In case you somehow missed the memo, we’re celebrating a pretty big milestone here at Instinct this November—our 15th anniversary!! Yes, 15 years of gorgeous—and gay!!—cover guys, countless blind dates and some outrageous Soapbox speakers! Since it began in May 2004, the Soapbox feature quickly became a favorite for readers, and we continue to strive and bring you interesting and expressive celebs and public figures today to keep our back page fresh, fierce and often pretty funny. So to celebrate Instinct’s big 1-5, we’re republishing some of the Soapboxes you’ve told us you love best, all throughout November!
Today’s Soapbox takes us back to 2010, when the one and only RuPaul werked her magic on our box.
Everything I learned in junior high school, the politics of junior high school, prepared me for a life in show business. It really hasn’t changed. In the span of the three years I was in junior high, I was popular, I was out, I was with the in crowd, with the out crowd.
I learned then that it didn’t even matter what crowd you were in, you had to make friends with yourself. You had to enjoy your own company. So whether it’s a hit show or not—and I’ve done both—you have to know thyself. You have to start there. You really can’t fake it after that. I couldn’t have gotten here if I cared that much about what other people think. And I can’t really define myself by what other people think of me. It has to come from the inside out. It’s an inside job.
Your style is definitely more than what you’re wearing. Style has to do with your frequency. Once you realize what your frequency is and get rid of all the things that block your frequency, then you can decorate it and actually hone it to your desired effects. Over the years, I’ve been able to work an image that somehow has translated worldwide. People get it. They understand it. Everybody can do that. Now, not everyone wants to do drag, but even if you work for the transit authority or on Wall Street, there is a correlation between your own frequency, how you present yourself and how people see you. And that’s what my book is about.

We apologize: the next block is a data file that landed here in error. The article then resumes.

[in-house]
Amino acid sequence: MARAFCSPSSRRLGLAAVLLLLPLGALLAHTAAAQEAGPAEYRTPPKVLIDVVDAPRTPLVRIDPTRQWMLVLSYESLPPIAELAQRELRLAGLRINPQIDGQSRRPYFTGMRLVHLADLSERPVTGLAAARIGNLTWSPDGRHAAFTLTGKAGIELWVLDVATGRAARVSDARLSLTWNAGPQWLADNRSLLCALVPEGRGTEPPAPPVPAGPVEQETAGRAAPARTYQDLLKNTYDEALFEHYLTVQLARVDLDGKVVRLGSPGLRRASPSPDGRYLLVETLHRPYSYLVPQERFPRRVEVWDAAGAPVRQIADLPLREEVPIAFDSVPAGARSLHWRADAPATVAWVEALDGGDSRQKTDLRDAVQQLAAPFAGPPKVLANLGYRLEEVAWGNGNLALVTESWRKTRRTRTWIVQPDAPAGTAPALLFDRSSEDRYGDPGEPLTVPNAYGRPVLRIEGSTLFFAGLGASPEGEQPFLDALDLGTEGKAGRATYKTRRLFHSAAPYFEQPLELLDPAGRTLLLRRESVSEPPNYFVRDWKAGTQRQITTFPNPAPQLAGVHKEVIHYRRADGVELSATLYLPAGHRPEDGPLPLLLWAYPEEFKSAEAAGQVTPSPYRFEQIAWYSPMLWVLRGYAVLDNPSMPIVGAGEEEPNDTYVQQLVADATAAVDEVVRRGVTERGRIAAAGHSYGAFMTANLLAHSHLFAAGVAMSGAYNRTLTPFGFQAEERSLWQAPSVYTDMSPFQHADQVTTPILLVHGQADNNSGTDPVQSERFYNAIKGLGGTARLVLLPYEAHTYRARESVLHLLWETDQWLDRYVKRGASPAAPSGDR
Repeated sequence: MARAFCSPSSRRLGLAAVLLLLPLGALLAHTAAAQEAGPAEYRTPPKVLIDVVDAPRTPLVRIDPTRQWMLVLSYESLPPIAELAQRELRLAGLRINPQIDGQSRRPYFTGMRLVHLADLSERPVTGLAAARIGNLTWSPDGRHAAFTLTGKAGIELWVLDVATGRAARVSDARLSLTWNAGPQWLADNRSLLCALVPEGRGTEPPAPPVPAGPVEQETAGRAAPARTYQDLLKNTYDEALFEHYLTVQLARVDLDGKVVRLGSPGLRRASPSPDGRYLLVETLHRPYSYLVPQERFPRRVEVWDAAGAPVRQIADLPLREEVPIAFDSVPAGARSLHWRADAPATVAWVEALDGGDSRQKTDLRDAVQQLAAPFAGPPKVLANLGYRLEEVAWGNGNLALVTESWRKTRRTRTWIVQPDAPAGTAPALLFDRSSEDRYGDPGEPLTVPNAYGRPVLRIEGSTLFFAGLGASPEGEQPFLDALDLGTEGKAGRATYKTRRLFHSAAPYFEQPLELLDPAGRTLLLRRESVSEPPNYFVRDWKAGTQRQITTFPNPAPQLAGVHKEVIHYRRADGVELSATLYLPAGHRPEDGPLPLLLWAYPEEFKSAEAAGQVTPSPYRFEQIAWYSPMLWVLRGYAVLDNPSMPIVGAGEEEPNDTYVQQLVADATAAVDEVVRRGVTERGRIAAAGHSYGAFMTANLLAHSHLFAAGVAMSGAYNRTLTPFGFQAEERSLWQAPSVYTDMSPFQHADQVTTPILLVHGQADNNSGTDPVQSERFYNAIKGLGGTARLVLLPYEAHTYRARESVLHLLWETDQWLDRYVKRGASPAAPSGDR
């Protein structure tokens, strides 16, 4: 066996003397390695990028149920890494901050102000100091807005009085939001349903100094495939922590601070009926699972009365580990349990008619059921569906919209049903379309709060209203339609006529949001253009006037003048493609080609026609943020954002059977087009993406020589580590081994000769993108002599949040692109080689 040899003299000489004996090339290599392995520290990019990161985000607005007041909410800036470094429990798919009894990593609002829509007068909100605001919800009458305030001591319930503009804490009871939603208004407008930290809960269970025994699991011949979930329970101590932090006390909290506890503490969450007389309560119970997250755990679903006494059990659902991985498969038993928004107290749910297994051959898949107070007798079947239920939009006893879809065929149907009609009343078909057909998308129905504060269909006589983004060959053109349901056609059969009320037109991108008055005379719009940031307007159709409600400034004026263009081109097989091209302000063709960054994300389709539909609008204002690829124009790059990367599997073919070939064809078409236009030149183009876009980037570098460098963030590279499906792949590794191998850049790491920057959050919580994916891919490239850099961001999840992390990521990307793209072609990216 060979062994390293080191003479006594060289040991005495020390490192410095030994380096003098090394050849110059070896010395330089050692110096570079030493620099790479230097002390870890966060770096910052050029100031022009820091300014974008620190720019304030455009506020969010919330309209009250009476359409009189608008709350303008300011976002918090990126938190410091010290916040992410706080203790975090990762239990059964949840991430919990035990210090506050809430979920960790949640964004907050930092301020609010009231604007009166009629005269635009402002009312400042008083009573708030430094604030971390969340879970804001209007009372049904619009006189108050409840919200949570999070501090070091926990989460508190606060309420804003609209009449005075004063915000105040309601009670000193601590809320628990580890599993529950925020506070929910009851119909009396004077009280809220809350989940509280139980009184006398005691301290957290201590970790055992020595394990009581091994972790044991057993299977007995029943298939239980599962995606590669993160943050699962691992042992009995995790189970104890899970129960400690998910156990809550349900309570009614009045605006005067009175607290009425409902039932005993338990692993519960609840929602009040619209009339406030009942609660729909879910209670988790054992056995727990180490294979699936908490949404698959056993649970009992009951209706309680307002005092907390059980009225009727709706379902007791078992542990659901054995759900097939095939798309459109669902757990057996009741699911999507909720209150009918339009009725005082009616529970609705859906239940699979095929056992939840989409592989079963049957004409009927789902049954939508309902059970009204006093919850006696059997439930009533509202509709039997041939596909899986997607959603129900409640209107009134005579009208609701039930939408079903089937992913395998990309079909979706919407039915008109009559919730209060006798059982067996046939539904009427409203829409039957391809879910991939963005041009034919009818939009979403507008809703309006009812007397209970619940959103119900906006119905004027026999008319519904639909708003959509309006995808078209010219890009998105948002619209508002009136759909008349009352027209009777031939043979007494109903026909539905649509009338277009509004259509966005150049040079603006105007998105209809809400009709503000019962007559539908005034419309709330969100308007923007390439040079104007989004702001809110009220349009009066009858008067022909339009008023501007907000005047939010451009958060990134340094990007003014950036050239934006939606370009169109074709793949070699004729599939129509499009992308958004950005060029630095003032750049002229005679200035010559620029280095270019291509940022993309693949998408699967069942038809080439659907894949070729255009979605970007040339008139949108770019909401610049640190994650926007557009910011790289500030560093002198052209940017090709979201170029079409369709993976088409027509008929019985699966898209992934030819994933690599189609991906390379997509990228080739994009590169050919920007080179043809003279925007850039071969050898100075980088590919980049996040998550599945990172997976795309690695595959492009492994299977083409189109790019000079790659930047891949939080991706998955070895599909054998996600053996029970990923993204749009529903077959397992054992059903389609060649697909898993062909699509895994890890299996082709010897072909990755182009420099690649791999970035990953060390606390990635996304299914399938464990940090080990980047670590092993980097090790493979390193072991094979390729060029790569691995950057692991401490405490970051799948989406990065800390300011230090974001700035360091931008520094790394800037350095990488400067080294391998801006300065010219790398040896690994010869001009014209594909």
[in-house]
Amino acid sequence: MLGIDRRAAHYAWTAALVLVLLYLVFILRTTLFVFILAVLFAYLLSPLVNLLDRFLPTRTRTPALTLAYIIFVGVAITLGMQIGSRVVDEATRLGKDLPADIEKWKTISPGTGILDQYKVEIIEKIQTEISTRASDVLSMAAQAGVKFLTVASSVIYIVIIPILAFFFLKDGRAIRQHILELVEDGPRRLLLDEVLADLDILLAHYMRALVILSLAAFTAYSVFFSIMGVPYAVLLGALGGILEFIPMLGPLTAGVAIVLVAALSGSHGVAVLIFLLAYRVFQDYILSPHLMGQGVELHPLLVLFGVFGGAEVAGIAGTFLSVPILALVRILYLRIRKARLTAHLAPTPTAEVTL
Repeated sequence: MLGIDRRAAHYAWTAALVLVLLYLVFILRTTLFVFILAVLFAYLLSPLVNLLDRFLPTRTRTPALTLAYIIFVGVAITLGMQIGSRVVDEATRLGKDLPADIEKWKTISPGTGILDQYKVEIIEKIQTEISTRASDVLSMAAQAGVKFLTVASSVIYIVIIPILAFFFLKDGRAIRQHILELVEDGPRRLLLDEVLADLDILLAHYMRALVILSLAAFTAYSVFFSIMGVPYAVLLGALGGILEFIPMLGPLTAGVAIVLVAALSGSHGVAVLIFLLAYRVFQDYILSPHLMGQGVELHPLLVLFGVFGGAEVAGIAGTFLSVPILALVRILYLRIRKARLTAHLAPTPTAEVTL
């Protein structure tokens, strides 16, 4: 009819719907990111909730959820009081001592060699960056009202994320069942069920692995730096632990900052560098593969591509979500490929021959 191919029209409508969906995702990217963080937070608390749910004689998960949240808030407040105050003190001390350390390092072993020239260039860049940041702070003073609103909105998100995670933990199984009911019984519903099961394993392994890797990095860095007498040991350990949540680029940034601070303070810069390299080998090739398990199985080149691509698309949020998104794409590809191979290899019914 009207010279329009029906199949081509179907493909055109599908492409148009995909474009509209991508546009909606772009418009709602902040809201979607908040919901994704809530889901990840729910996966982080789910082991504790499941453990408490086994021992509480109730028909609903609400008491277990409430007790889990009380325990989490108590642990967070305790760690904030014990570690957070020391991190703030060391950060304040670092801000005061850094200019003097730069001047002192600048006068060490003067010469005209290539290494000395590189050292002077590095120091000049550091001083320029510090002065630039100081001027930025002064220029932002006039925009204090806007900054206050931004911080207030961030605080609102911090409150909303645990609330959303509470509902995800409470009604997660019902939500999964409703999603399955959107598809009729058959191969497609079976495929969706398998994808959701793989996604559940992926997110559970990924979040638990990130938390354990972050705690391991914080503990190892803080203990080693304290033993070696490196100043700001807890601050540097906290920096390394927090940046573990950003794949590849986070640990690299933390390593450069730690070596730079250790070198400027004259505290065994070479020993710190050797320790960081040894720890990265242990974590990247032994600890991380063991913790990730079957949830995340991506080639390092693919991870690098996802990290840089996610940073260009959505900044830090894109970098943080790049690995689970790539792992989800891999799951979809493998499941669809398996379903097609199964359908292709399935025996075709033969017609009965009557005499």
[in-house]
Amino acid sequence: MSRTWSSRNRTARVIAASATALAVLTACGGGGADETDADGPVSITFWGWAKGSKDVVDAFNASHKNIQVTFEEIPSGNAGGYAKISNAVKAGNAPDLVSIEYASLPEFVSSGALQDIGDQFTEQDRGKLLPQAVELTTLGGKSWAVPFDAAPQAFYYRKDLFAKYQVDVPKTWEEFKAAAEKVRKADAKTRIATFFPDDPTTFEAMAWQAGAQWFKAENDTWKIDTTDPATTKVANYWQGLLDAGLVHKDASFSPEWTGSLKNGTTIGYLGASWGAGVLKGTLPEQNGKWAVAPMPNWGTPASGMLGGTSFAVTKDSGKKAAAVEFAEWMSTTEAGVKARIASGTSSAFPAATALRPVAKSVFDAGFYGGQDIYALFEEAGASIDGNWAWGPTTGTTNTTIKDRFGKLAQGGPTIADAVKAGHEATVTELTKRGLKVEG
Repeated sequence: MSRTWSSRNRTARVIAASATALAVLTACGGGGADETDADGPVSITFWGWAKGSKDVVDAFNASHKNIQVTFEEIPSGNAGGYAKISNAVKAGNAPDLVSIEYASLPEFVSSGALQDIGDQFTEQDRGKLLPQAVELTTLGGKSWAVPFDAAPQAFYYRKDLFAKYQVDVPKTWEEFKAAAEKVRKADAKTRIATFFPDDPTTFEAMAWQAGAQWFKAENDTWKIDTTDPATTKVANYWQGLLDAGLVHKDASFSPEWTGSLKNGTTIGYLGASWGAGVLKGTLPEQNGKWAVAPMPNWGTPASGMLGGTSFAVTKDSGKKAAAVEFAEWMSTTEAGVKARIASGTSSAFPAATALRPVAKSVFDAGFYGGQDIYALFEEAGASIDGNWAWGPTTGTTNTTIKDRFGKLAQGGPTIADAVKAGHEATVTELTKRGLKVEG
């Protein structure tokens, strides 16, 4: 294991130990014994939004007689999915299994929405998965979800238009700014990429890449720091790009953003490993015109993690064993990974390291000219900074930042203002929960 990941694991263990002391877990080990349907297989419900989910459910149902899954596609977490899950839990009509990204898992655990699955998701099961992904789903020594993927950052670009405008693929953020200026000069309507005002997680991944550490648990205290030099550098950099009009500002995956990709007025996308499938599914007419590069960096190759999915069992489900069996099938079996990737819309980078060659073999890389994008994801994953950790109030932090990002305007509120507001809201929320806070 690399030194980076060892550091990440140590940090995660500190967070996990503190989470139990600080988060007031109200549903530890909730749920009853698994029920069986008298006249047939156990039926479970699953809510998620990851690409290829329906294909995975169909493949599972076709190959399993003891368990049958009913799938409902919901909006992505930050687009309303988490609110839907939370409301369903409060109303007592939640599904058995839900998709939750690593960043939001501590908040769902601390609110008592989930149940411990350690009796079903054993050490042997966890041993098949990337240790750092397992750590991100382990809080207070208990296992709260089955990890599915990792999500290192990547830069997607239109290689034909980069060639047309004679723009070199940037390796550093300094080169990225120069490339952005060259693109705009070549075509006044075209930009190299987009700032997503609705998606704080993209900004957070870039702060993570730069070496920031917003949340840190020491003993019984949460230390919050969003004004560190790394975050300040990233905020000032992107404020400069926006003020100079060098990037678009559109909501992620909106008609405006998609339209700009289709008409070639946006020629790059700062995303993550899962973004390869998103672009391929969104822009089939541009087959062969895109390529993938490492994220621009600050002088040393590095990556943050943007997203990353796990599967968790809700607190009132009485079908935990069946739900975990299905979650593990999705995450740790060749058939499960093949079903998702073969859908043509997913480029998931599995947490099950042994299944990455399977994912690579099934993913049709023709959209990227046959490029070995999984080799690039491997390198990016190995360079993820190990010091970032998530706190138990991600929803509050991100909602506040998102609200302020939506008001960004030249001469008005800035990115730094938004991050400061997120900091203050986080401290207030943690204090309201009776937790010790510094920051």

The book, Workin’ It!, was born out of all the letters I got over the years about, “How do you do this? How do you get the moxie to get up and do what you do? Especially in a male-dominated culture, using manufactured femininity as a palette, where do you get the courage to do something like that?” It was very therapeutic to write. I had to re-evaluate how I felt about certain things, as everyone should do on a regular basis. A lot of times we’re working on old ideas that were given to us by people who didn’t have our best interest at heart, so you constantly have to re-up who you are and how you feel about things. You must take inventory. You must!
Even when people didn’t care what I was doing, I was always working on something. I’ve always stayed busy. If you chronicle my 28 years in show business, even the 10 years before anyone knew my name, I was writing and doing movies and making records; I just love being creative. It’s just always floated my boat. So staying busy is great and it’s great that people are interested in what I’m doing. But that’s not the reason I do it. I do it because I have to.
And it’s still fun! But let me tell you, that is the biggest challenge—keeping it fun. Right around the time I turned 40, I stepped away from the canvas and really focused on my personal human life with my family, lovers, friends. My own existence. It brought me so much gratitude for this kind of work, to have the ability to make a living at this. I don’t take it for granted at all.
Moderated by Jeff Katz. Illustration by Dave Arkle